Turkish cuisine is a descendant of Ottoman cuisine so it is steeped in history of Central Asian, Middle Eastern and Balkan Cuisines. It has influenced the foods of neighboring countries while maintaining its unique flavor. Although Turkish dishes as a whole have been instilled by culinary influences from the Ottomans, each region of Turkey has its own unique specialities. The Southeast region boasts the best kebabs and baklavas, the Northern Black Sea region make the most if its wealth of anchovies and other fish, while in the Southern Mediterranean the diet is based around fresh fruits, vegetables and olive oil.
To describe what Turkish cuisine is like to someone who has never experienced it, all you can say is “You just have to taste it”. The Greeks, Romanians, Israelies, Iranians, Jordanians and all other surrounding countries have similarities in their menus, but certain dishes are purely Turkish.
If I were to recommend my favorite Turkish dish I would suggest starting with ezogelin soup followed by a coban salata and Iskender Kebap. End your meal with a turkish coffee and baklava.
Here is the breakdown:
ezogelin soup (ezogelin corbasi): This soup consists of red lentils, rice, bulgur, olive oil, butter, onion, garlic, tomato, pepper paste (or tomato paste) salt, pepper, paprika and mint. It is served with lemon wedges. Smooth, healthy, delicious and commonly eaten as a cure for a hangover. Many a partygoer in Istanbul can be seen eating a bowl of this soup in a kebapci (kebab restaurant) after their night has ended. It is also a must to preface the eating of a kebap. (yemek – yemek tarifleri)
coban salata (shepherds salad)- a perfect combination of fresh tomatoes, cucumbers, parsley, onion, flat-leaf parsley, olive oil, fresh lemon juice, salt and pepper. It is light, easy to make and is a perfect opportunity to try the insanely delicious tomatoes in a fresh way.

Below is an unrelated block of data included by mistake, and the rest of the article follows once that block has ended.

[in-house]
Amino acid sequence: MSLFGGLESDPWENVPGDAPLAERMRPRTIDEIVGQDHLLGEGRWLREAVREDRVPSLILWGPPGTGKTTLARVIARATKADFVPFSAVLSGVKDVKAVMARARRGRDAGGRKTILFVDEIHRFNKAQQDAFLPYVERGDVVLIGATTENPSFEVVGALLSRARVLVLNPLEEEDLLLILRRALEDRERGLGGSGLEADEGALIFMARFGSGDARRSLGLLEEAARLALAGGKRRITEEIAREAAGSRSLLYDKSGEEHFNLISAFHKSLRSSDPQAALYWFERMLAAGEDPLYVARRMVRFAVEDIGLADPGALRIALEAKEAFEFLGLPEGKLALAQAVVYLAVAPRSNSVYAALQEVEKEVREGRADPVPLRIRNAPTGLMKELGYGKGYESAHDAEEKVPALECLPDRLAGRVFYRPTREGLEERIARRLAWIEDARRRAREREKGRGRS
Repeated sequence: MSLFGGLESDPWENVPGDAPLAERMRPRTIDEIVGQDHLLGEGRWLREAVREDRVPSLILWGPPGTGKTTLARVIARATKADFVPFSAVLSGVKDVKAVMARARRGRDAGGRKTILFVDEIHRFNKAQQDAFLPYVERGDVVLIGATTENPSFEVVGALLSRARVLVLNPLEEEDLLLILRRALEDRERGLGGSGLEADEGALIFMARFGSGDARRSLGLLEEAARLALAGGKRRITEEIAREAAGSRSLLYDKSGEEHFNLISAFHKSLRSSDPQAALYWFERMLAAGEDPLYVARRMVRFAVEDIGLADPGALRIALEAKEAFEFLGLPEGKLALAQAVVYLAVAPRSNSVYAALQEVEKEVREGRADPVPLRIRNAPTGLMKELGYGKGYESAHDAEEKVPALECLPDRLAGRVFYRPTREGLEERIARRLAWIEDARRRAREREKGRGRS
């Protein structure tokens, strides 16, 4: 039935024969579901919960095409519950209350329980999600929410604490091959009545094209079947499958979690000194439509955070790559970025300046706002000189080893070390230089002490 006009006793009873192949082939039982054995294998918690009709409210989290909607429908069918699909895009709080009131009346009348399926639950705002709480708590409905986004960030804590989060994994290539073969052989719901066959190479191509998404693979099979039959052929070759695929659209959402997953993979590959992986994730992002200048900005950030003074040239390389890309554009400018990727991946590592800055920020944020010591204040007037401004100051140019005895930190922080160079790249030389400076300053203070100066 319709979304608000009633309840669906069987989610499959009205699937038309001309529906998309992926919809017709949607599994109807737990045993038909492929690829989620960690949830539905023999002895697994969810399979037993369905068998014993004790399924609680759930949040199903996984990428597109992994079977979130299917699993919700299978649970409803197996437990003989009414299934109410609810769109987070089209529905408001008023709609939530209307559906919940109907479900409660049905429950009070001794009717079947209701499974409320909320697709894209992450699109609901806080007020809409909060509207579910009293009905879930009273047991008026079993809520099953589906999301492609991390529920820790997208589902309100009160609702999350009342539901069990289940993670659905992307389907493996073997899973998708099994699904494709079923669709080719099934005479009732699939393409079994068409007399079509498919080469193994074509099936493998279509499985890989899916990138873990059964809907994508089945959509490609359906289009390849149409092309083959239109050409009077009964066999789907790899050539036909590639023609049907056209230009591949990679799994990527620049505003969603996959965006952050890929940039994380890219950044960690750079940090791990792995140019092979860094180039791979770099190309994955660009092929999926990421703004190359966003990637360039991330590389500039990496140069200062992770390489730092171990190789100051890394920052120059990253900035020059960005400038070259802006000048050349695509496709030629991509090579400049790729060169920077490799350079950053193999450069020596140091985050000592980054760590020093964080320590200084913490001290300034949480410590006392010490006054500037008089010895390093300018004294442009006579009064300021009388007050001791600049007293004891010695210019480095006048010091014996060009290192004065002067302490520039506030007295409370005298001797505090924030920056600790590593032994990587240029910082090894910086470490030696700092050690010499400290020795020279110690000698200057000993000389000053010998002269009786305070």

Iskender kebap – This dish consist of thinly slice lamb from a doner (vertically-skewered meat that turns against hot coals to cook. The layers are sliced as they cook) The meat is usually served on pide bread cut into strips or rice. The sauce is a velvety tomato/butter sauce that is poured on top and served with yogurt on top (or on the side). You will find that most entrees have yogurt in the ingredients or yogurt on the side It is a staple in the Turkish diet. The pide gets all soppy with the sauce and it is irresistible to not eat every last bite. (yemek tarifleri )
With the main course, I would suggest you try a Turkish wine. Turks are not associated with fine wines, but I am sure when you try one, you will be pleasantly surprised at the quality. Turks have been making great advances in their wine-making techniques and grape varieties. With this meal, I would suggest an Okuzgozu wine (literally “oxs eye” due to the large blueish purple grape variety). Kayra is one of Turkeys leading wine producers and a label I like is Kayras Terra Andaolu Okuzgozu red wine. You can buy it online from www.Kavist.com When in Istanbul, check out Kavists Shop for their Happy Hour and Istanbul Wine Bar.
Last but not least, you must end your meal with a nice strong cup of Turkish coffee and a slice of syrup and nutty baklava. Nowhere have I ever tried a baklava better than they make in Turkey. (yemek tarifi, sarap, raki)
Afiyet Olsun (Enjoy your meal!)